We already have a policy on questions from ongoing competitions. This meta question is about them; its accepted answer proposes borrowing the policy used on math.SE, which basically says that if
- a question comes from some sort of contest, AND
- the contest is still going on, AND
- the contest has a definite end-date, AND
- the contest's questions are publicly available
... then the question isn't permitted, because we have no interest in being a competition-cheating service, and it typically be locked until the contest is over.
This policy serves us fairly well. But we get a lot of questions for which those criteria don't all hold, but where it still seems like the person posting the question is hoping to use the good people of PSE as a resource for some kind of cheating. Examples:
- "I applied for a job and the application process involves solving some IQ-test-like questions. Please tell me the answer to this one so I can make my potential employers offer the job to me instead of someone else who's better at the things they think their employees should be good at."
- "I got set some mathematics homework and am not interested in actually learning anything. Please tell me the answer so I can satisfy my teacher without having to think."
- "I want to join a high-IQ society but don't actually have a very high IQ. Please tell me the answer to these questions so I can get in anyway."
- "I am applying to a university and they sent me some puzzly questions. I want a place at that university to go to me instead of someone cleverer. Please tell me the answer to this question."
(These questions may or may not actually be good tools for employers, universities, etc., to use, but that's not our concern here.)
Our existing policies filter out some of these questions.
- We require proper attribution for non-original questions, which makes it a bit harder for people posting such questions to conceal where they're from and what they're for.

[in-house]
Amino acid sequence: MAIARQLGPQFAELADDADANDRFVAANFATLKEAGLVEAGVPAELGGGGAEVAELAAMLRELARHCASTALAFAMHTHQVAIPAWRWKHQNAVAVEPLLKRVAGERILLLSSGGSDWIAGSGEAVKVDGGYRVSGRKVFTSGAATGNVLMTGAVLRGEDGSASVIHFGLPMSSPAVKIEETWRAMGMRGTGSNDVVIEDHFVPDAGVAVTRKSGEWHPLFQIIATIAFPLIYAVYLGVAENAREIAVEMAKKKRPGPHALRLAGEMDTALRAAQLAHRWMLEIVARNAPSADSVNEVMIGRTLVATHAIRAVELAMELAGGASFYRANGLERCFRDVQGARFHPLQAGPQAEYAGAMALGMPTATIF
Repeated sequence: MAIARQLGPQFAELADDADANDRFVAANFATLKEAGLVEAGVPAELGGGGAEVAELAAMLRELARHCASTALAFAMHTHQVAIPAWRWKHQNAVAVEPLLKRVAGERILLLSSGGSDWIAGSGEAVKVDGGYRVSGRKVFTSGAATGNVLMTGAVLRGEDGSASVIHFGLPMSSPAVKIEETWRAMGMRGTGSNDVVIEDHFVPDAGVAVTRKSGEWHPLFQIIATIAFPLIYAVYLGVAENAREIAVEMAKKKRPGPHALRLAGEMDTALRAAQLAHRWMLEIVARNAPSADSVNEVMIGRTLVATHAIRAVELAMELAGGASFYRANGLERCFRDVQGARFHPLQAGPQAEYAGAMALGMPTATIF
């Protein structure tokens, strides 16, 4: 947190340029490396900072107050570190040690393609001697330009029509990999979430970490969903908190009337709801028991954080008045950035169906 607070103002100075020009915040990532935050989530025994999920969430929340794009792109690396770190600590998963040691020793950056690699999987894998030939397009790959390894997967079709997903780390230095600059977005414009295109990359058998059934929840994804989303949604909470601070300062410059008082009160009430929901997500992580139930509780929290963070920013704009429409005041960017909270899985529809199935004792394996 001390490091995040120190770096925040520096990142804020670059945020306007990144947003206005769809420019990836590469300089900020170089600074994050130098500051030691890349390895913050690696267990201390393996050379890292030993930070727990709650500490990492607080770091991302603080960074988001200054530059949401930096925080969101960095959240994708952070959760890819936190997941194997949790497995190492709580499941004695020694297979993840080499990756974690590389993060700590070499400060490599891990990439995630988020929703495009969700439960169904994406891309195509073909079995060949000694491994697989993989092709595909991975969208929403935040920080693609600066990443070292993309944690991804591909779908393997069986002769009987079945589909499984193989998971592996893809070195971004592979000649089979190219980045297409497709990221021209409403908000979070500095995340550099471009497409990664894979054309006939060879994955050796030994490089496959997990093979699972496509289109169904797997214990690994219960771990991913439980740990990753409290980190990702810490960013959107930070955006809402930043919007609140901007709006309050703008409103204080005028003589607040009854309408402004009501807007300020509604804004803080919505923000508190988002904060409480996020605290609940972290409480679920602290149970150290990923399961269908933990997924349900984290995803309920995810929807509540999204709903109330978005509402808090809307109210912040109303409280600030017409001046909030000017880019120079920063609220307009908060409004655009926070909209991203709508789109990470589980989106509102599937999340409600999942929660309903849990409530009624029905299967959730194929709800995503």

- Sometimes the application process (or whatever) does quality as a limited-time public contest, so the existing policy does the job.
- Sometimes the question comes from a source whose creator has explicitly asked for the questions not to be discussed online and we have a policy about that.
But often that isn't so, and I would prefer unscrupulous people not to get an advantage in job-seeking, college entrance, etc., just by being willing to get other people to do their work for them. (Also, the questions are often not very good puzzles; the existing voting machinery can deal with that, but it's nice if the chaff never gets into the system in the first place.)
There's been some discussion, before, about the special case of trying to get help with homework. Of the concrete policies suggested there, "homework questions should be closed as off-topic" was the most favoured, but the single highest-voted answer is one that says (I paraphrase) "meh, not a big enough problem to be worth worrying about right now". (That was several years ago, and opinions now might be different.)
One difficulty with "no cheating" policies is that it may be difficult to tell whether a given question is an attempt at cheating. Sometimes the questioner will tell us outright. (Again, the attribution requirement helps with this.) But if they claim the question is their own creation, there's not that much we can do. I don't know how common this is. (It isn't common in the cases I know about, but of course if someone convincingly pretends that their question is original then no one will know they're trying to cheat.) I don't know whether the difficulty is any reason not to have a "no cheating" policy. (It might be, if the effect of that policy would simply be to make cheaters lie more.)
Should we have some further policy that attempts to discourage "cheating" questions and/or allows us to close them when they appear? If so, what exactly should it be?